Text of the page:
There’s Blue in Them There Provinces


Question: Which Washington county votes consistently over 70 percent Democrat?

A. King County.
B. Jefferson County.
C. San Juan County.

Answer: All of the above.

Sure, King County’s votes make far more difference in statewide votes. The combined 2022 turnout in Jefferson and San Juan Counties was about 32,000, which is barely three percent of the King County turnout. But, for the record, the backwoods provinces around Port Townsend and Friday Harbor are as dependably blue as Seattle.

Take last month’s vote for the US Senate: King County cast some 900,000 votes, 74 percent going to Democrat Patty Murray. Jefferson cast 21,000, 72 percent of them Democrat. San Juan’s 11,000 votes went 73 percent Democrat.

Those margins exceed blue-leading counties like Pierce and Snohomish where Democrats generally get majorities in the mid 50s.

Port Townsend has not always been blue. When George Yount arrived from Snohomish County in the early 1980s, Port Townsend was still a sleepy mill town populated by blue collar fishermen, loggers and pulp mill workers. At the time, Yount was a Republican, and the state GOP was arguably the more liberal – especially on issues of the environment. Two of the three Jefferson County commissioners were Republican, as were most other local officials.

“But the locals were pretty conservative,” he recalls. “I went to a Republican Party meeting and I was shocked. They truly were to the right of Attila the Hun.”

But Port Townsend was beginning to change. Artists, musicians and writers were moving in, drawn by the climate, affordable housing and the end-of-the-road culture. And they tended to vote more liberal than the locals.

As the Republican Party shifted, then tumbled right, Yount switched parties and eventually became chair of the Jefferson County Democrats. Along the way, the county has grown increasingly blue, favoring Joe Biden by three to one over Trump in 2020.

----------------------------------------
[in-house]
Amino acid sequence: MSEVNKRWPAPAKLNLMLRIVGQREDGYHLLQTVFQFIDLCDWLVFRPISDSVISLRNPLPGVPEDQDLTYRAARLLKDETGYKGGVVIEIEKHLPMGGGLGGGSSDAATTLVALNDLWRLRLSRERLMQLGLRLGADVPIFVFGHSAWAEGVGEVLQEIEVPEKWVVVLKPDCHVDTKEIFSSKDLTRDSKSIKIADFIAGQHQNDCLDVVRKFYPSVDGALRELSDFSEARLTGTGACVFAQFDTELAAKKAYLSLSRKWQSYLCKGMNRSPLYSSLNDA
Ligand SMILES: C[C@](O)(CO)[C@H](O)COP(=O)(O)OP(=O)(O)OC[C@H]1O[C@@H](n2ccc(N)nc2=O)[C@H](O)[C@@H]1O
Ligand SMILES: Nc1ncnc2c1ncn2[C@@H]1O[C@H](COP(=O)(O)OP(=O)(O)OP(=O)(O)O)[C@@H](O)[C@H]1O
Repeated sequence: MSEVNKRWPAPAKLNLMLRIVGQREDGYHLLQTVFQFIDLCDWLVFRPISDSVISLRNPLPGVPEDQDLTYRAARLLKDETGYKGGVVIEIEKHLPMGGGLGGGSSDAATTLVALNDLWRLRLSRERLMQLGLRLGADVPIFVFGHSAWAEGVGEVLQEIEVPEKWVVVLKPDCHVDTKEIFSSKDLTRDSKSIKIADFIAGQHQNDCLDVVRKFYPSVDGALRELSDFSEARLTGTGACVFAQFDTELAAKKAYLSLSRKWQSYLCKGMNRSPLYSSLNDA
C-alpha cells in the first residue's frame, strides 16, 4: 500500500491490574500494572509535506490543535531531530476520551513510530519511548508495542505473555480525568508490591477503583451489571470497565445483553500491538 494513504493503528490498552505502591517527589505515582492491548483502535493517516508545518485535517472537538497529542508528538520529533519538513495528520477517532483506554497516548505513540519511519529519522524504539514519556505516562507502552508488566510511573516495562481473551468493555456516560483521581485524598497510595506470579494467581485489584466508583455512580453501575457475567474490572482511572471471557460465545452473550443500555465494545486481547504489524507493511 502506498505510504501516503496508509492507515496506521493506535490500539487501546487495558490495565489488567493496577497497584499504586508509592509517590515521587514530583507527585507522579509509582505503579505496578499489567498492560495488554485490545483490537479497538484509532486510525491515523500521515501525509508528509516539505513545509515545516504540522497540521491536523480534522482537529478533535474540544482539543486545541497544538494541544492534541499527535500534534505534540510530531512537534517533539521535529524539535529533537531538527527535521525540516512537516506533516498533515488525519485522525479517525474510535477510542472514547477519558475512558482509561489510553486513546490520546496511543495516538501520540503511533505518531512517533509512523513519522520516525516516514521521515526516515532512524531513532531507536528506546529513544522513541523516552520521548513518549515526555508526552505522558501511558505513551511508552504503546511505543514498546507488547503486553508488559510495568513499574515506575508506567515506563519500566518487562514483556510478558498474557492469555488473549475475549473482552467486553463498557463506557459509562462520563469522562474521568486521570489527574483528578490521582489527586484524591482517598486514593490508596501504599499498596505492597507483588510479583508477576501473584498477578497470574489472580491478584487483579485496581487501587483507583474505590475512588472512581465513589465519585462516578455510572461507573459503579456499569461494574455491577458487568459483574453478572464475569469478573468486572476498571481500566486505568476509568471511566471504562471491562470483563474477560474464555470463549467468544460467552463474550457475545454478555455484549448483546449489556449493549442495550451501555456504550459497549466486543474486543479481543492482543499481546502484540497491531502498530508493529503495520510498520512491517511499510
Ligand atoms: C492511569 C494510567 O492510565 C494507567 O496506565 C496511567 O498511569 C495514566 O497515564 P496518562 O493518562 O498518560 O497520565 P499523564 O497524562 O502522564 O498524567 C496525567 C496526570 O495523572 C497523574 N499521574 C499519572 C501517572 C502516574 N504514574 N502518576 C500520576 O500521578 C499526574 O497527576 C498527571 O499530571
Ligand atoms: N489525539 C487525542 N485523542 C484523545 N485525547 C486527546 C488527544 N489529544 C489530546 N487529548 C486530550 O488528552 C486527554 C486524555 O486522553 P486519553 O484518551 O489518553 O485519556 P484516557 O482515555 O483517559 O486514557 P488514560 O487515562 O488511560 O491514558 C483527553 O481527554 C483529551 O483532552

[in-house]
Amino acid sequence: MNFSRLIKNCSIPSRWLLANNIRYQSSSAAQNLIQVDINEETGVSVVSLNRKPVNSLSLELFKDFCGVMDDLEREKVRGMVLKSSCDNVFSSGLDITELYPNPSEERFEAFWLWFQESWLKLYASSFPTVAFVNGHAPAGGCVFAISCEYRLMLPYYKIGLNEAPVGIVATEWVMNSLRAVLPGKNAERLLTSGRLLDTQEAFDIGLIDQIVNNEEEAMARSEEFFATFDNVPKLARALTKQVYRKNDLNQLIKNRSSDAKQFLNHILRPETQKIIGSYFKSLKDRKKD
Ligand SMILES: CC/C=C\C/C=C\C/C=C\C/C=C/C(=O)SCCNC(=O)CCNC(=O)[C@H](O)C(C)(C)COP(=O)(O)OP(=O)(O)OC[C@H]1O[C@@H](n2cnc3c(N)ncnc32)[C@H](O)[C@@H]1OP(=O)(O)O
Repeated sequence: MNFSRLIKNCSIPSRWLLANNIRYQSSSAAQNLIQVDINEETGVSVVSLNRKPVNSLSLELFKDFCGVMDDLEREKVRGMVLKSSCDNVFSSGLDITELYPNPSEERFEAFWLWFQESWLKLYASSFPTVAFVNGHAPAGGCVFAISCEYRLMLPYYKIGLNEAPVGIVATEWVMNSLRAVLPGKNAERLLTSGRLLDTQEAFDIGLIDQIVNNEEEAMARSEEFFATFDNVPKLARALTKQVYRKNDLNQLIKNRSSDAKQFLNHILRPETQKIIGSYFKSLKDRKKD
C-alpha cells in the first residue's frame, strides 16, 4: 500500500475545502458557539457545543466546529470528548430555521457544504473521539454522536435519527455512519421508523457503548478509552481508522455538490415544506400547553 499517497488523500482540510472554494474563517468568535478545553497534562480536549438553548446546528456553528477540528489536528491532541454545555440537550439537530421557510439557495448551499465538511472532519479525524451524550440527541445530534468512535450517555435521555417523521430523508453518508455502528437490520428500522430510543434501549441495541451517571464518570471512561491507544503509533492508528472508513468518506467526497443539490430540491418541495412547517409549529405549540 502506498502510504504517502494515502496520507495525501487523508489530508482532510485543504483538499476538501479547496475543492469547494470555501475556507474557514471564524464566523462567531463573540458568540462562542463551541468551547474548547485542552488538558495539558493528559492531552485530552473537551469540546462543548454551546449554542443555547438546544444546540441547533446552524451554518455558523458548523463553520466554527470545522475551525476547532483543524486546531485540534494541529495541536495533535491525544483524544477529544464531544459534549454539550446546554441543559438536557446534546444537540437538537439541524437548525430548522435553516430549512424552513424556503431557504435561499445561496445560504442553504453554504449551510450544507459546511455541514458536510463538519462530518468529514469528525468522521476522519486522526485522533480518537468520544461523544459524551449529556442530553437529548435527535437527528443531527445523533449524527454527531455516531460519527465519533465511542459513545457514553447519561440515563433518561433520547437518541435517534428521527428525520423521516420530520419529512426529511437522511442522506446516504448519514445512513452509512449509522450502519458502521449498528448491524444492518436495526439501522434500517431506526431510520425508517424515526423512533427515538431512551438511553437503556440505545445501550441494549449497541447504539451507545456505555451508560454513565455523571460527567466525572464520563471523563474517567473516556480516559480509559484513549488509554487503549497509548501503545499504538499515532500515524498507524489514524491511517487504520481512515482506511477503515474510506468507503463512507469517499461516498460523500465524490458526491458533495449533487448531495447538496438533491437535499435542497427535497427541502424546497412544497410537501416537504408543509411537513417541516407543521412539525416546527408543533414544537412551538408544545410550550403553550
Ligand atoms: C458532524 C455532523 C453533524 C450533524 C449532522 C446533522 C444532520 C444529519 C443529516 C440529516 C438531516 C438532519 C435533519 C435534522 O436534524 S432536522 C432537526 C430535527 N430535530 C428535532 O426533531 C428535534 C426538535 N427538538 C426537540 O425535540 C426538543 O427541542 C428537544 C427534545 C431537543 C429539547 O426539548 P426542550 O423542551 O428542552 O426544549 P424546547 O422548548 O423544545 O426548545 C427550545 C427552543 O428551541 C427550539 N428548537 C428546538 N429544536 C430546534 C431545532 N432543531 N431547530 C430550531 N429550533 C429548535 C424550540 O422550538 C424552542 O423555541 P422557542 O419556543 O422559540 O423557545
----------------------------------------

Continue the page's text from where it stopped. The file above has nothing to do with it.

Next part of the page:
For better or worse, this translates to local politics, characterized by devout environmentalists who buy organic foods and march for everything from abortion rights and gun control to bans on grocery bags and aquaculture.

The same goes for San Juans, where islanders vote even bluer than Jefferson.

This seems to conflict with the conventional wisdom that Republicans thrive in small towns. Statistically, Jefferson is as rural and sparsely populated as any county west of the Cascades. It’s dominated by a town of just 10,000 people and about the same number of black-tail deer. Port Townsend is overwhelming white, increasingly populated by affluent retirees who are supposed to vote conservative.

But not here. Whether they’ve retreated to PT or the San Juans, the mostly affluent retirees on both sides of the Strait cling to their liberal, urban sensibilities. And they vote accordingly.

Ross Anderson
Ross Anderson
Ross Anderson is a founding member of the Rainshadow Journal collective. He retired to Port Townsend after 30 years of journalism at the Seattle Times.


  1. One more observation, philosophically unable to vote a split ticket, these ‘blue’ voters vote ‘lockstep’ with their party even when the better candidate may be from the other party.

    • I’d give this theory a lot more credibility if there was actually a better “red” candidate in ANY of the races in question.

  2. I recall once interviewing a former Pike Place Market director — believe it was John Clise, but I could have his first name wrong. He had just moved from Seattle to PT and extolled its charms as Great for retirees and artists. Just one problem: Hard to find a decent job.

    • John Clise, scion of the famous Clise family in Seattle (real estate), eventually found a job in Port Townsend, as mayor and proprietor of a beloved general store. He lived to rue the former assignment.

  3. Well, sure. Your perspective on policy may correlate with geography, but it’s the geography of your life, not the geography of the moment.

    It would be more interesting to find an area in the state that was in the aggregate squarely in that serious, environmentally responsible ’80s Republican camp, and has stayed there, while the process that started then with Reagan’s election brought us Craswell, Culp, Kent etc. — without a lot of infiltration from Seattle. There you may find the key to our survival.


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